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Author Topic: Dimethylzinc and Tetramethyltin reactivity  (Read 898 times)

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simplexD

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Dimethylzinc and Tetramethyltin reactivity
« on: January 17, 2012, 11:04:27 AM »

Hello,

First post here  :)

I'm at a complete loss to explain why dimethylzinc is spontaneously pyrophoric at room temperature while tetramethyltin is stable.

I thought about the fact that the first is linear and the second is tetrahedryl, steric effects etc but got nowhere.

Can anyone help?
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Yakimikku

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Re: Dimethylzinc and Tetramethyltin reactivity
« Reply #1 on: January 27, 2012, 07:50:50 AM »

Hello!

First off, I think this post would be better in the inorganic chemistry forum.

I don't know very much about tetramethyltin, but I can give you some food for thought about dimethylzinc. I've worked with diethylzinc.

In general, carbanions are very strong bases. In air, you have water. Being a very strong base, carbanions will rapidly deprotonate water creating the corresponding alkane and hydroxide. This releases a lot of heat and can be the origin for many organometallic reagents to be pyrophoric (heat release + high local concentration of combustible alkanes). For dimethylzinc, as you said--is linear. Zn2+ tends to form tetrahedral complexes, thus dialkylzinc compounds are coordinatively unsaturated. This means that there are open coordination sites for a Lewis base/ligand to attack. So molecules such as water can easily coordinate the Lewis acidic zinc, and subsequently protonate the alkyl group to create an alkylhydroxozinc. I know that diethylzinc reacts with oxygen as well. I'm not too clear about what happens then, but I do believe at least one of the ethyl groups becomes an ethoxy group.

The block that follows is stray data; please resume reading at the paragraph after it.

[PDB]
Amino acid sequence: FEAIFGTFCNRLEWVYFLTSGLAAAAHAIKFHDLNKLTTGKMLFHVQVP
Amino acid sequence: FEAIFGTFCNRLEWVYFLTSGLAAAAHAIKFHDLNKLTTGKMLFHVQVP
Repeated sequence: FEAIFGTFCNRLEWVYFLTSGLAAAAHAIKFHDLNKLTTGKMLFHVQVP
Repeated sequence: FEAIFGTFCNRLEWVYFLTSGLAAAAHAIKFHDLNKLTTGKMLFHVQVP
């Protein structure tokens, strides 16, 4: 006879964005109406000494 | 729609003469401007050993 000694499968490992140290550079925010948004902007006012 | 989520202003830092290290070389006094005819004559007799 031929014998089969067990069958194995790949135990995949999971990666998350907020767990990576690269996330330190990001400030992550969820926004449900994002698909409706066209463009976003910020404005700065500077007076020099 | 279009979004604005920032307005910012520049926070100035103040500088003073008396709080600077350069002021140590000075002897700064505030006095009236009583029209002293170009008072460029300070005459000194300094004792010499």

As for tetramethyltin, I can't make any real statements (though I'm curious to investigate this more when I have time), but I'll give you a couple thoughts. The Lewis acidity of tetramethyltin might just be too low to react with water (and maybe oxygen) rapidly enough to be pyrophoric. Steric hindrance as you mentioned, may be a factor, with analogies to substitution of a tert-butyl halide being slow due to sterics, but tin is a lot larger than carbon, and so it should be easier to attack than an electron deficient carbon. In short, I'm not sure, but I hope someone this gives you something to think about or lead you in the right direction.

If anything I said was confusing, I would be happy to clarify with more detail.
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